There are actually three there, I just laid the bigger “Back” piece over the smaller one (that has pieces from the kimono robe on it). I elected to leave these pieces intact and simply trace them. You could cut them out, but as I said before I like to save my pattern pieces. And I’d prefer not to have a bunch of tiny pieces stuffed into the pocket of the book getting crumpled and ruined.
This is going to be your first step. Trace these pieces onto your chosen paper. When making the back piece remember that you’ll need to combine two pieces. Be sure they’re flush because you want to end up with back and front pieces that are the exact same length. Then, once you’ve traced those images you’ll probably need to tape some sheets of paper together. I like using masking tape because it’s easy to write on, but any tape will work.
Great, now you have one big piece of paper. The base pattern is for a size Small. If you need to make a bigger size it’s very easy, you’re going to add the required extra depending on the size you need to the outside part of the leg only. And because these are straight leg pants (there is literally no taper whatsoever, they fall straight from the hip) it’s very easy to modify if you go beyond a size Large. The only thing is, I think these pants probably look best in a Small. As I said these hang straight from the hip, so the larger you need to make them, the bigger the legs become all the way down. So if you are heavier you may wish to taper the legs somewhat.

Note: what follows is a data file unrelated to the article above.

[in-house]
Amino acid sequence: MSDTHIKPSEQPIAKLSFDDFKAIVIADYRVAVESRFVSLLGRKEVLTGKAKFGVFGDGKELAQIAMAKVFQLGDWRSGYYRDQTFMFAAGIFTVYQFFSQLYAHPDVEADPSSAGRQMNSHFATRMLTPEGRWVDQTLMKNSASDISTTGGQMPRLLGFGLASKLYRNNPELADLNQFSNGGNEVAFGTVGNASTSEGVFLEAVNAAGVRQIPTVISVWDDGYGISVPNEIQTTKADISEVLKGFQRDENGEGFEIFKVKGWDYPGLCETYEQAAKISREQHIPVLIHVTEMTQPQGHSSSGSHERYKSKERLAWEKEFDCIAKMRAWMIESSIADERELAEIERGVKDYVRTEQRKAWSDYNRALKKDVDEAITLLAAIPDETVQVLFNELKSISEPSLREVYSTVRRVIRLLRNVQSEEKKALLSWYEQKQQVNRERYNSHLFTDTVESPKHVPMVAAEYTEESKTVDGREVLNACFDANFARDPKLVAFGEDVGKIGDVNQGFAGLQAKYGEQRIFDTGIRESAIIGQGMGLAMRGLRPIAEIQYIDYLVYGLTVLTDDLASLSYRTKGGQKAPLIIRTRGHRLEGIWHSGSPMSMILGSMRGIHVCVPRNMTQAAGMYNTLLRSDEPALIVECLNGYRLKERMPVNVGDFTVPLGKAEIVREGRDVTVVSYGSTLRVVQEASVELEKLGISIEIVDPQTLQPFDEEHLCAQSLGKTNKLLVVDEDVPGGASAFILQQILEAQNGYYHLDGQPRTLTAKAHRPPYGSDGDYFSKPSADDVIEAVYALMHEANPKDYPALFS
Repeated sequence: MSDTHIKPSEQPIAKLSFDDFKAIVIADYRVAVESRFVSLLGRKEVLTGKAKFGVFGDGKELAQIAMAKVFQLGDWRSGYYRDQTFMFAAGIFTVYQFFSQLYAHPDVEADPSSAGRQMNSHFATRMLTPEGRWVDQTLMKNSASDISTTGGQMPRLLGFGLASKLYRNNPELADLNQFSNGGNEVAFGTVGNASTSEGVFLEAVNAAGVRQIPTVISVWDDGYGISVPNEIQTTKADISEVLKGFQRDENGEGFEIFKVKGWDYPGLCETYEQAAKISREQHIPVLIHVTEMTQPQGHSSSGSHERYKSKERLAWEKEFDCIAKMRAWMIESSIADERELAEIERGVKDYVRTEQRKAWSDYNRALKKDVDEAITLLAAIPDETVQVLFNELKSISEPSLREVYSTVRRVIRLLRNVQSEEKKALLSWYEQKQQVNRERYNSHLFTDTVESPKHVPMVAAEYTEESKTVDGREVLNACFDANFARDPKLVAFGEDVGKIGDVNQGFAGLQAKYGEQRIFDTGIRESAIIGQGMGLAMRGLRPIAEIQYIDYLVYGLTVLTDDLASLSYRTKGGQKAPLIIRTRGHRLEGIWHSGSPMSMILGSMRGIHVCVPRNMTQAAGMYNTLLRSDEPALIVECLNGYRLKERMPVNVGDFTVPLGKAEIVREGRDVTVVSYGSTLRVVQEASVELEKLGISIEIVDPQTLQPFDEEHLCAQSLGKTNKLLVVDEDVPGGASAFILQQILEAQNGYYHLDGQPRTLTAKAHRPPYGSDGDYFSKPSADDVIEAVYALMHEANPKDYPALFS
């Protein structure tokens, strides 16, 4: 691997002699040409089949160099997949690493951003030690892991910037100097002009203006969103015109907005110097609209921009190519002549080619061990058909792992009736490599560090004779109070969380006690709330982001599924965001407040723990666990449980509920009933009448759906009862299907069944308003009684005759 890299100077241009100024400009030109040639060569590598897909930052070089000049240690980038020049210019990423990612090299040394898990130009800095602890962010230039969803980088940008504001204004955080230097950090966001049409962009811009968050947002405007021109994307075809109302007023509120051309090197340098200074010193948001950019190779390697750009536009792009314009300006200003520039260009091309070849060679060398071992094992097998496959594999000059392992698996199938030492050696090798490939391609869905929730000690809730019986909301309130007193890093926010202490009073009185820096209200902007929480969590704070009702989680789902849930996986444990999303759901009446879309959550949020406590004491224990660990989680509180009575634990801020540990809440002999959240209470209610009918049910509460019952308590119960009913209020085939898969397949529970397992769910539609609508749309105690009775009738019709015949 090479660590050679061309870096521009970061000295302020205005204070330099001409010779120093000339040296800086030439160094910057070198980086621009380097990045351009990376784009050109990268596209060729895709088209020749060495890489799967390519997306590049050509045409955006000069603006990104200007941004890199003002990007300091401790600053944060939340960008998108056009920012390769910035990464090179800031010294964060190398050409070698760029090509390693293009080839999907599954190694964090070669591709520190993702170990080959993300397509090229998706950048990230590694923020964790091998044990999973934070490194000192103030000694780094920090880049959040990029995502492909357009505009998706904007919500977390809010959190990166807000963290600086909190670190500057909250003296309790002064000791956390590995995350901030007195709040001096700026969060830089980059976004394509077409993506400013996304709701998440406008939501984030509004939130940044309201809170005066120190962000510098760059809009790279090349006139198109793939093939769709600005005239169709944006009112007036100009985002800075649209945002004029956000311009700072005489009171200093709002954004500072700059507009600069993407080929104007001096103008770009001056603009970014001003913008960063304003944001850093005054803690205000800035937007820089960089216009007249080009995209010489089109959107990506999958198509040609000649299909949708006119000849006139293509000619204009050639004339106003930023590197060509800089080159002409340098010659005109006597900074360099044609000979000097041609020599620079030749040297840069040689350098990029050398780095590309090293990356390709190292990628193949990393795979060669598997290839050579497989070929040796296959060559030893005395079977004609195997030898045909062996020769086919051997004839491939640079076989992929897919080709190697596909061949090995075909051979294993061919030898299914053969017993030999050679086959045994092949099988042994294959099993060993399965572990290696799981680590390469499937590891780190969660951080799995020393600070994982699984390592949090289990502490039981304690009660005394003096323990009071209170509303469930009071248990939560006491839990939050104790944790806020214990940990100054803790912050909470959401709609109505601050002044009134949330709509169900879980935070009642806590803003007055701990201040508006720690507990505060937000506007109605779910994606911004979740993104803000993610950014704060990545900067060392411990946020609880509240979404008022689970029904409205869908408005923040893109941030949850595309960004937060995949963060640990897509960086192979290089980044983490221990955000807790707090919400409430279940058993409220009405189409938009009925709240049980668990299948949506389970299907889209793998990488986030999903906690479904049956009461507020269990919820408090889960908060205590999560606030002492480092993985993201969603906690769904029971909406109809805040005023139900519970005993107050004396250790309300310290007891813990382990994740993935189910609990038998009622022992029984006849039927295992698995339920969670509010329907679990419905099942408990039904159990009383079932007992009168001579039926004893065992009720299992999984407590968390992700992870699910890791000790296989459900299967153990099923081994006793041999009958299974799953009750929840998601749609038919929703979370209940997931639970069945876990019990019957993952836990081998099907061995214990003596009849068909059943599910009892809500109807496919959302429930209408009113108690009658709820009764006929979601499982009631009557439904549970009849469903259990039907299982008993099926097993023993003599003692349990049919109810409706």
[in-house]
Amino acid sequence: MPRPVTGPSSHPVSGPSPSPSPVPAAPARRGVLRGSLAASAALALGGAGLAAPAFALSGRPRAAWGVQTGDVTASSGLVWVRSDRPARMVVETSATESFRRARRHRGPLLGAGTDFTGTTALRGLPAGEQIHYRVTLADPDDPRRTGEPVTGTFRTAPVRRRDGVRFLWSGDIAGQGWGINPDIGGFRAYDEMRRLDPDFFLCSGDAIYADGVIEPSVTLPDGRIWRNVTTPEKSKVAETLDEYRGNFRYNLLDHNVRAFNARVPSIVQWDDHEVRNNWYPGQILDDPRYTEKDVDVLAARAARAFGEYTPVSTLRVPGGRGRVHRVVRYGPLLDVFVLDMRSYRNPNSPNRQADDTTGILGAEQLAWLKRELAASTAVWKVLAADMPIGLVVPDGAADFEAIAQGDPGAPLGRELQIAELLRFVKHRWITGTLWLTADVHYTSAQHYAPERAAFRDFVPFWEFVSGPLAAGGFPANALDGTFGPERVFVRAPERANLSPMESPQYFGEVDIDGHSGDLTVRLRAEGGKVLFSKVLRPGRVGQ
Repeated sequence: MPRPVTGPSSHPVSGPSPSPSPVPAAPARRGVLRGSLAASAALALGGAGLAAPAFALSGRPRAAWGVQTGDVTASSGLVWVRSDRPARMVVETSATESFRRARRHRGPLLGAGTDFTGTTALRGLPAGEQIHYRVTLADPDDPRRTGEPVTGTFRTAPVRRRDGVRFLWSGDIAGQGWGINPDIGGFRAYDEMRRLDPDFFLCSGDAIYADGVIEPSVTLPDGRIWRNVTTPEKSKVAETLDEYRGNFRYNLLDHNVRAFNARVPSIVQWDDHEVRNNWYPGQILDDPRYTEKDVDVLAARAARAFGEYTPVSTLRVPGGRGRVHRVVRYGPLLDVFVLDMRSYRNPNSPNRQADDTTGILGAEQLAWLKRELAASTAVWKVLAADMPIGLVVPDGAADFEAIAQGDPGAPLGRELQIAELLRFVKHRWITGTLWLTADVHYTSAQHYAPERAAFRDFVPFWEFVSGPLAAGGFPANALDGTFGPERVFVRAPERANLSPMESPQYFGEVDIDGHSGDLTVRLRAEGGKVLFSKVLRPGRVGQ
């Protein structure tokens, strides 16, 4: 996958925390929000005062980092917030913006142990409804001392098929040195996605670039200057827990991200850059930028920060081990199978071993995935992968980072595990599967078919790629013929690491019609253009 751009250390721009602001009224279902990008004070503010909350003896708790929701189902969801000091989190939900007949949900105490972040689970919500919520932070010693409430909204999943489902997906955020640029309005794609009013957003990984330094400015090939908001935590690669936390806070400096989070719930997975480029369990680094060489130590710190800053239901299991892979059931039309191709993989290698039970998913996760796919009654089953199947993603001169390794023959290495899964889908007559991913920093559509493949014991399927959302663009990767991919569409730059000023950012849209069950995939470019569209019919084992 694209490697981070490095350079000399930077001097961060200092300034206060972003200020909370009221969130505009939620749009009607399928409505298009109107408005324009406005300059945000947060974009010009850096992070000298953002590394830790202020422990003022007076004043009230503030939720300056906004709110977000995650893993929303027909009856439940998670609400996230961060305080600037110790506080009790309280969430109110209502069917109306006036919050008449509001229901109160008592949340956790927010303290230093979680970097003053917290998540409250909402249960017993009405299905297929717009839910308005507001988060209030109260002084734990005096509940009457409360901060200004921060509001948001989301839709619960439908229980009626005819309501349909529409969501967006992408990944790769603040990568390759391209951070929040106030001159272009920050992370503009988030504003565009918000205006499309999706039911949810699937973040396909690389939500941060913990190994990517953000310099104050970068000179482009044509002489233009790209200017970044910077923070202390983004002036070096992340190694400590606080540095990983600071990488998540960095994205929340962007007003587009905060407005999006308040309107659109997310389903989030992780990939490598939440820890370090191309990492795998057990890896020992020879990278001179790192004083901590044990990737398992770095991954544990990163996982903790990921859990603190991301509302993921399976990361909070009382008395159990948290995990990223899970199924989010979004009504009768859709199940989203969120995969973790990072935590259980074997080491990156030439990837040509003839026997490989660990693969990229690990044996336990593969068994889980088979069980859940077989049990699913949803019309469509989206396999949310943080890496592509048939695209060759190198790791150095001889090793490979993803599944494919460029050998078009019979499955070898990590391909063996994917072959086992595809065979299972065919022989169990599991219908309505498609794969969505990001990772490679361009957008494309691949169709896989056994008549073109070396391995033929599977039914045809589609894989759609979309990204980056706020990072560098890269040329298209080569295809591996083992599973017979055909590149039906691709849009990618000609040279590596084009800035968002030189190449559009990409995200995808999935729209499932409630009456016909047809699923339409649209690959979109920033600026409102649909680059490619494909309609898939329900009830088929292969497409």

If you’re like me you’ll have forgotten you need a bigger size (ordinarily I’d be a Small, but my nerve pain meds have made me gain weight) so I had to cobble together a bigger piece of paper for the back. 😦 I was smarter when making the Front piece. To add the extra just grab your ruler (here’s where a clear drafting ruler comes in handy!) and measure out what you need to add. If you’re a Medium or Large the measurements are included on the pattern piece itself. So just measure yourself at the widest part and do the math to figure out how much you need to add for your particular size. I added 1 3/4″ to the outside of the leg, do not add anything to the inside of the leg!
To make the legs you may need to do some math. The measurements given in the pattern are to make a pair of pants with a 32″ inseam. That will never do for me, I need a good 5″ more. You may need less, so take that into account when measuring out the legs. The instructions say to add 29″ (I think), for me that meant I needed to be sure I measured 34″ instead. I also knew I wanted a nice wide hem incase these pants shrank over time. If you’re using brand new 100% cotton they’ll probably still shrink some even if you pre shrink your material, and you should pre shrink your material. It’s just the nature of cotton. I washed and dried my material in hot water and on the highest dryer setting twice before using it because I’m paranoid, but just once through should probably be sufficient to avoid puckered seams and shifting in the future.